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Wednesday, August 27, 2014

Bronx Opera sings life into Mechem comedy, ‘The Rivals’

By James Palmer
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Marisol Díaz/The Riverdale Press
CHAD CYGAN as Jasper Vanderbilt, Patrick McNally as Jack Absolute and Blake Friedman as Nicholas Astor during a dress rehearsal of The Bronx Opera Company’s production of composer Kirke Mechem’s opera The Rivals at Lehman College’s Lovinger Theatre on Jan. 10.
Marisol Díaz/The Riverdale Press
A chorus of servants, rehearse Act I of The Rivals.
Marisol Díaz/The Riverdale Press
David Morrow as the Baron von Hakenbock, sings an aria.
Marisol Díaz/The Riverdale Press
Lindsay Ohse, right, performs the part of Lydia Larkspur, while Cabiria Jacobsen looks on in the role of her cousin, Julia.
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The Bronx Opera Company opened its 47th season last weekend with a robust and spirited production of Kirke Mechem’s The Rivals at the Lovinger Theater on the Lehman College campus.

The libretto is based on Richard Sheridan’s comic play of manners from 1775, featuring the character of Mrs. Malaprop, whose misuse of the English language was so renowned that her name inspired the creation of a new word in the lexicon.

Mr. Mechem alters the setting of the play from the spa town of Bath in the United Kingdom during the 18th century to the affluent enclave of Newport, R.I. around 1900 for his opera.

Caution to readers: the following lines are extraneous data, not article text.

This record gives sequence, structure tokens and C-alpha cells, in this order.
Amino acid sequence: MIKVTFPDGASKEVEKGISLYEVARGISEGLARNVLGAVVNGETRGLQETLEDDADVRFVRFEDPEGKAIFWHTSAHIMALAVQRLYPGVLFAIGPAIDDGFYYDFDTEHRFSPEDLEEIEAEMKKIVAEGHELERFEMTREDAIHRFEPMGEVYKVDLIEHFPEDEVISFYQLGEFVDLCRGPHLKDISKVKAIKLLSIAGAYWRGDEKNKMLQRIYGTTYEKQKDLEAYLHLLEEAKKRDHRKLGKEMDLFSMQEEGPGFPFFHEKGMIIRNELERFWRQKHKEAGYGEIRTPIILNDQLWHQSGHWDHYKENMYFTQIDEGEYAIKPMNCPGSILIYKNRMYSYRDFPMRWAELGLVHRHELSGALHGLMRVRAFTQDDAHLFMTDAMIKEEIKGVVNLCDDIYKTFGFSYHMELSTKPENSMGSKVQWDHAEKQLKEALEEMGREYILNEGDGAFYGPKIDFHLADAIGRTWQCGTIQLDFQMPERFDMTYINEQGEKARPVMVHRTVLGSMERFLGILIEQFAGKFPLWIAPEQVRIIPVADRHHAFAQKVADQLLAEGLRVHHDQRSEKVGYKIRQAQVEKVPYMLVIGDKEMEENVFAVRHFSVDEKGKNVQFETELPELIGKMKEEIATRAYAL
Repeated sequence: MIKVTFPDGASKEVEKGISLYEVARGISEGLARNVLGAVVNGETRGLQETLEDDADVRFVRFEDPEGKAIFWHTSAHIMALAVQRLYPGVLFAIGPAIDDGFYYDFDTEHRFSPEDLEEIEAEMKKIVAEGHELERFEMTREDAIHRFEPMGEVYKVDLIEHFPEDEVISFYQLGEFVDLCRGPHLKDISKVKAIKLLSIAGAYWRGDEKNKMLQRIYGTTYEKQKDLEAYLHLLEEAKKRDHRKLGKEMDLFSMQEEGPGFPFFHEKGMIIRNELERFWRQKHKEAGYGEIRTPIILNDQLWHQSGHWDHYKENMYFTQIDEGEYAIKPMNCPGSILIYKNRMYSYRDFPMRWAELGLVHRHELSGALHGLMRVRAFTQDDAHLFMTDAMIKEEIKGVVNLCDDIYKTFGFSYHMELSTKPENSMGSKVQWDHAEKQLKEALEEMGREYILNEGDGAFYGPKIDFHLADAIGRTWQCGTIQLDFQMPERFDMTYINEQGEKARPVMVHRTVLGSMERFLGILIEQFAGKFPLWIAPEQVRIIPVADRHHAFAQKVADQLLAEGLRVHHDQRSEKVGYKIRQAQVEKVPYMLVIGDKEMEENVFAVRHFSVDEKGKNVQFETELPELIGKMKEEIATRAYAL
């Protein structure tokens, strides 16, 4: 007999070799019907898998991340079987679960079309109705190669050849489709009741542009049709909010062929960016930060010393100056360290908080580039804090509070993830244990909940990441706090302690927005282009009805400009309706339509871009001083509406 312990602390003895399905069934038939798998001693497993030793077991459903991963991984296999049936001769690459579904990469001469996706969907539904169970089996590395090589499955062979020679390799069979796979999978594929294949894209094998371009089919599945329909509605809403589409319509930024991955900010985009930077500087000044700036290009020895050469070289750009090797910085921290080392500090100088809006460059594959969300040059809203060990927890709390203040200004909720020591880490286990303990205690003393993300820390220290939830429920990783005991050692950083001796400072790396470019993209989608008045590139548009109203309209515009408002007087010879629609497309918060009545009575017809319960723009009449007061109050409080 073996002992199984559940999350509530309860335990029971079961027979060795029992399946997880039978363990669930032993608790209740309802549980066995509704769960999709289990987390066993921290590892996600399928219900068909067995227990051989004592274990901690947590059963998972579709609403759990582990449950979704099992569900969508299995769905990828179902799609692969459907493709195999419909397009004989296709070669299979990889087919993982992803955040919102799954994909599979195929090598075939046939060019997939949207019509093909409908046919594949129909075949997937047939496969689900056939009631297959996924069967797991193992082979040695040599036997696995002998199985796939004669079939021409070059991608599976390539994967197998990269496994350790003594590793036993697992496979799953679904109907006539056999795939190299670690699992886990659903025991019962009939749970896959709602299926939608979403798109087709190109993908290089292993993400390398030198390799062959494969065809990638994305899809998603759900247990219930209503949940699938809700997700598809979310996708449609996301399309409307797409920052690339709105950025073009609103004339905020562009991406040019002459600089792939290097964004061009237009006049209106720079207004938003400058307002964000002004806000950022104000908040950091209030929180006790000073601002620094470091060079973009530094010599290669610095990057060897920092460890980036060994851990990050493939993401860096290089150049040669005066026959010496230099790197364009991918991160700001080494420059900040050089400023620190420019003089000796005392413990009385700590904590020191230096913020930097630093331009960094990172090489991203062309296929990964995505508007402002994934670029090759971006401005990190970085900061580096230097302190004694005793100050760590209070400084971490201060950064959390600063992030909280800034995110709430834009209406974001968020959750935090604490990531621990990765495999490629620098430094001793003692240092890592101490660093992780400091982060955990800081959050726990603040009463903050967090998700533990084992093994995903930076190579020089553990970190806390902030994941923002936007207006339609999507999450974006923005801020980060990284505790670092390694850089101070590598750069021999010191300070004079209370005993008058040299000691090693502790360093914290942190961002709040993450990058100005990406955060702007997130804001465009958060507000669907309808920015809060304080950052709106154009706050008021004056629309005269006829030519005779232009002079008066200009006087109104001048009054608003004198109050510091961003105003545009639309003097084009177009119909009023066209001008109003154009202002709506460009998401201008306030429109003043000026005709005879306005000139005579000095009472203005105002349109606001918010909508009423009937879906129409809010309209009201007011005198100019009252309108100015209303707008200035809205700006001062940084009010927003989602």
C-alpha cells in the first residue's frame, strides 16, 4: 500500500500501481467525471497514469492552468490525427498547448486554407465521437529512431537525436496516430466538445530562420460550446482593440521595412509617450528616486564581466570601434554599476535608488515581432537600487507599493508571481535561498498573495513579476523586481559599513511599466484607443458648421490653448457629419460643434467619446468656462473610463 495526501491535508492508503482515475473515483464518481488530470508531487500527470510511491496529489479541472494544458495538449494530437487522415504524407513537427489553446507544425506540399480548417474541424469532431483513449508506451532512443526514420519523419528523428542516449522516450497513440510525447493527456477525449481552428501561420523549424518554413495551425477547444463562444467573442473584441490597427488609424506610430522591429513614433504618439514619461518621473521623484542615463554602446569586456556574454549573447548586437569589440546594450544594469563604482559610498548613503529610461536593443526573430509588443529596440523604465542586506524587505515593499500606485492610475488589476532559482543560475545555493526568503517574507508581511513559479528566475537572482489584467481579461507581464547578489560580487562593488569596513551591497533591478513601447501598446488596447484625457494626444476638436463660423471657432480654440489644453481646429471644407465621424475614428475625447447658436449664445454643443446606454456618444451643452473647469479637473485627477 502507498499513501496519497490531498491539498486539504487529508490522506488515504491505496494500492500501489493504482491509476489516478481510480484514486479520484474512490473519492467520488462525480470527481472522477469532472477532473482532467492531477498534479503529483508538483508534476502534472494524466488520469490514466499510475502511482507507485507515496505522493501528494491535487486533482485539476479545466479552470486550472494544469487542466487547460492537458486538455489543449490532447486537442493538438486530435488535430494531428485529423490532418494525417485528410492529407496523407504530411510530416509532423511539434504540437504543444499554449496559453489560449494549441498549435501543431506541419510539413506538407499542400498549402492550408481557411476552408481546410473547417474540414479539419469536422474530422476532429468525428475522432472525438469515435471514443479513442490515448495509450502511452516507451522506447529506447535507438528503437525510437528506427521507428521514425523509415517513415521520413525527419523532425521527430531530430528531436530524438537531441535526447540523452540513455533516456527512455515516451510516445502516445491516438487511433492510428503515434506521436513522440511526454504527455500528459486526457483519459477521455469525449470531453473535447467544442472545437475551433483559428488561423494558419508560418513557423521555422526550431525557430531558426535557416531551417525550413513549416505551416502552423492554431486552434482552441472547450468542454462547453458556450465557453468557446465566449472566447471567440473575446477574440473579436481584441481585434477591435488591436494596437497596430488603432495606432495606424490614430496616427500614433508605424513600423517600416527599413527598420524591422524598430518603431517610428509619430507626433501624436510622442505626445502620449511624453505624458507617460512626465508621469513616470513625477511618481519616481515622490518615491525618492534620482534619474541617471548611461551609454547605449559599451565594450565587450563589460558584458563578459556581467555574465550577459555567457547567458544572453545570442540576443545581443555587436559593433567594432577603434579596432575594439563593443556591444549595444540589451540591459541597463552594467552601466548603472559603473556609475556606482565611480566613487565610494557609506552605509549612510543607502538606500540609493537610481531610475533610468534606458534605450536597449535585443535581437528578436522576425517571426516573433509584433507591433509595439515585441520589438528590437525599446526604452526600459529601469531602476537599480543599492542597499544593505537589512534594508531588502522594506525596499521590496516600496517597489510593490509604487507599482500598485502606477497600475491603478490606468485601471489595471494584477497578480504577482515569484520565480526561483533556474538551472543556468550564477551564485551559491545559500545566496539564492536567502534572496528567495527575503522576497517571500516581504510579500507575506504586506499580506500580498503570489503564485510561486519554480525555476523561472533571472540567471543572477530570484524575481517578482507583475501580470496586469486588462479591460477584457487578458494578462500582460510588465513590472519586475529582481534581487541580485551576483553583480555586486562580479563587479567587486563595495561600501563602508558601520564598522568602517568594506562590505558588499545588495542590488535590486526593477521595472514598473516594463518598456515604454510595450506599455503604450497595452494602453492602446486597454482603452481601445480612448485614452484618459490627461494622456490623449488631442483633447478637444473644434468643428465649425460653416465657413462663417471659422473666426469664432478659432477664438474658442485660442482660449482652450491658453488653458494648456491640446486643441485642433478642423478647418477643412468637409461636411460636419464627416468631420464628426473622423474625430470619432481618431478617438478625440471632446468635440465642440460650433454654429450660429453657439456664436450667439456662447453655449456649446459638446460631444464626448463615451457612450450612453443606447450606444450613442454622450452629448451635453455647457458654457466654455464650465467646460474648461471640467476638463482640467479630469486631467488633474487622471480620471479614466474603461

Though Mr. Mechem completed composing The Rivals in 2002, it did not premiere until 2011. The Bronx Opera’s production of the opera marks its first performance in New York.

Michael Spierman, 70, the Bronx Opera Company’s founder and artistic director said he chose to present The Rivals because he aims not only to produce operas from the repertoire widely familiar to audiences, but also to promote the works of contemporary composers.

“It’s an amazing opera, worthy of performance,” Mr. Spierman said of The Rivals. “If one does not perform the work of living composers, one effectively finds the art form becoming a museum piece.”

Two different casts performed in last weekend’s dual shows.

During Sunday’s matinee, soprano Lindsay Ohse’s voice soared above the orchestra in her turn as Lydia Larkspur, Mrs. Malaprop’s niece, who despises the idea of wedding a rich man while pining for her romanticized vision of life with an impoverished composer — a life she describes as “charming poverty.”

Patrick McNally sang in a full-bodied baritone as the unflappable Captain Jack Absolute, who is so enamored of his own cunning that he unwittingly creates a rival for Lydia’s affection in himself.

And tenor Blake Friedman’s sad, wealthy sack and Jack’s friend Nicholas Astor, who bemoans his vast fortune worrying that no woman will love him for anything but his money, gave the opera one of its few serious moments during his compelling aria longing for Lydia’s cousin Julia.

All three singers brought the flawed but alluring characters to life onstage.

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